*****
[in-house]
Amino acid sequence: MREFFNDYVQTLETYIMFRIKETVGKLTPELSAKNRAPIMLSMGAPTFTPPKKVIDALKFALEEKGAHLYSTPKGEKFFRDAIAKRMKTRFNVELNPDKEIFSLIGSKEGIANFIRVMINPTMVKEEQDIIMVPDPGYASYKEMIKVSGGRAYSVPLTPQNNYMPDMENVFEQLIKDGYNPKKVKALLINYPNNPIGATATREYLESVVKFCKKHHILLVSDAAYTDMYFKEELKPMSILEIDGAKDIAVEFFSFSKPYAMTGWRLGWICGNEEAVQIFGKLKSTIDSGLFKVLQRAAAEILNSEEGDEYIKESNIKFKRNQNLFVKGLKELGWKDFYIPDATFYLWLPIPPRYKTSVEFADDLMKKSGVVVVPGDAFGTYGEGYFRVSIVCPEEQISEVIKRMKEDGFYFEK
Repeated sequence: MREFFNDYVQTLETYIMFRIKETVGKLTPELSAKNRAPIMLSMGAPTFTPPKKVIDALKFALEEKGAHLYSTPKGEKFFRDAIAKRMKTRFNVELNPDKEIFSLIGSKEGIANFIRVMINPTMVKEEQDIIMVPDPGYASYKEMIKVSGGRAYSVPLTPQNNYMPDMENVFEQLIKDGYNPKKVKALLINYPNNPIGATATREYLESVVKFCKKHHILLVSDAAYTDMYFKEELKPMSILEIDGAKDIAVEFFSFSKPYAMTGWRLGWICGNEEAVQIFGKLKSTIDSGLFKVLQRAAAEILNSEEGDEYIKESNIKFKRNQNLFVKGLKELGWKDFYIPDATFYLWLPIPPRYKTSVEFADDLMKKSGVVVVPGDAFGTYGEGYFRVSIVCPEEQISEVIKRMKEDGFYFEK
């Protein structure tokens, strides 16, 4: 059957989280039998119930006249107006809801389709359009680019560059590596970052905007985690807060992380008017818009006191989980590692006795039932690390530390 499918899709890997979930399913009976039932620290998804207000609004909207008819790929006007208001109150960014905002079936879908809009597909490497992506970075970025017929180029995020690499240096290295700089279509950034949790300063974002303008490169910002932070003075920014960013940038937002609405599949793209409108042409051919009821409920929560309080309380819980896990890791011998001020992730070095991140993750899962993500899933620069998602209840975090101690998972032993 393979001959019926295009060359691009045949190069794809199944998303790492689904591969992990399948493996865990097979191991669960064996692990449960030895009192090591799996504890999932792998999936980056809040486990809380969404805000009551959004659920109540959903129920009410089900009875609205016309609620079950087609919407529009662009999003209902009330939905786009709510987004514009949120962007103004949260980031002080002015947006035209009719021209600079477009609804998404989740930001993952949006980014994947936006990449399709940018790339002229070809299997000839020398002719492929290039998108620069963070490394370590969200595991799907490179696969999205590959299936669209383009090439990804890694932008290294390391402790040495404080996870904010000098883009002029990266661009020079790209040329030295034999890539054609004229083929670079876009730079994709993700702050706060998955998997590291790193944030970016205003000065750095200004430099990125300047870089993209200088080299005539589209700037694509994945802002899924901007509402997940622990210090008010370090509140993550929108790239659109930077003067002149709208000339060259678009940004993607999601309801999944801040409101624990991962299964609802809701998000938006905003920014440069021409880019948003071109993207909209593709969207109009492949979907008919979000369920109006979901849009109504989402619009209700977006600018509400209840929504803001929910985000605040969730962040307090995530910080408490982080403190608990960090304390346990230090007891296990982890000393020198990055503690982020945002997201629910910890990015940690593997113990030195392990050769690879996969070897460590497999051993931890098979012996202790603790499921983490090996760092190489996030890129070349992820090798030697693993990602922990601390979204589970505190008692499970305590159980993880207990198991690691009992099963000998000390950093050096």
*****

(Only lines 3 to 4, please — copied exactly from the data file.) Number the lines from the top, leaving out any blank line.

Repeated sequence: MREFFNDYVQTLETYIMFRIKETVGKLTPELSAKNRAPIMLSMGAPTFTPPKKVIDALKFALEEKGAHLYSTPKGEKFFRDAIAKRMKTRFNVELNPDKEIFSLIGSKEGIANFIRVMINPTMVKEEQDIIMVPDPGYASYKEMIKVSGGRAYSVPLTPQNNYMPDMENVFEQLIKDGYNPKKVKALLINYPNNPIGATATREYLESVVKFCKKHHILLVSDAAYTDMYFKEELKPMSILEIDGAKDIAVEFFSFSKPYAMTGWRLGWICGNEEAVQIFGKLKSTIDSGLFKVLQRAAAEILNSEEGDEYIKESNIKFKRNQNLFVKGLKELGWKDFYIPDATFYLWLPIPPRYKTSVEFADDLMKKSGVVVVPGDAFGTYGEGYFRVSIVCPEEQISEVIKRMKEDGFYFEK
């Protein structure tokens, strides 16, 4: 059957989280039998119930006249107006809801389709359009680019560059590596970052905007985690807060992380008017818009006191989980590692006795039932690390530390 499918899709890997979930399913009976039932620290998804207000609004909207008819790929006007208001109150960014905002079936879908809009597909490497992506970075970025017929180029995020690499240096290295700089279509950034949790300063974002303008490169910002932070003075920014960013940038937002609405599949793209409108042409051919009821409920929560309080309380819980896990890791011998001020992730070095991140993750899962993500899933620069998602209840975090101690998972032993 393979001959019926295009060359691009045949190069794809199944998303790492689904591969992990399948493996865990097979191991669960064996692990449960030895009192090591799996504890999932792998999936980056809040486990809380969404805000009551959004659920109540959903129920009410089900009875609205016309609620079950087609919407529009662009999003209902009330939905786009709510987004514009949120962007103004949260980031002080002015947006035209009719021209600079477009609804998404989740930001993952949006980014994947936006990449399709940018790339002229070809299997000839020398002719492929290039998108620069963070490394370590969200595991799907490179696969999205590959299936669209383009090439990804890694932008290294390391402790040495404080996870904010000098883009002029990266661009020079790209040329030295034999890539054609004229083929670079876009730079994709993700702050706060998955998997590291790193944030970016205003000065750095200004430099990125300047870089993209200088080299005539589209700037694509994945802002899924901007509402997940622990210090008010370090509140993550929108790239659109930077003067002149709208000339060259678009940004993607999601309801999944801040409101624990991962299964609802809701998000938006905003920014440069021409880019948003071109993207909209593709969207109009492949979907008919979000369920109006979901849009109504989402619009209700977006600018509400209840929504803001929910985000605040969730962040307090995530910080408490982080403190608990960090304390346990230090007891296990982890000393020198990055503690982020945002997201629910910890990015940690593997113990030195392990050769690879996969070897460590497999051993931890098979012996202790603790499921983490090996760092190489996030890129070349992820090798030697693993990602922990601390979204589970505190008692499970305590159980993880207990198991690691009992099963000998000390950093050096």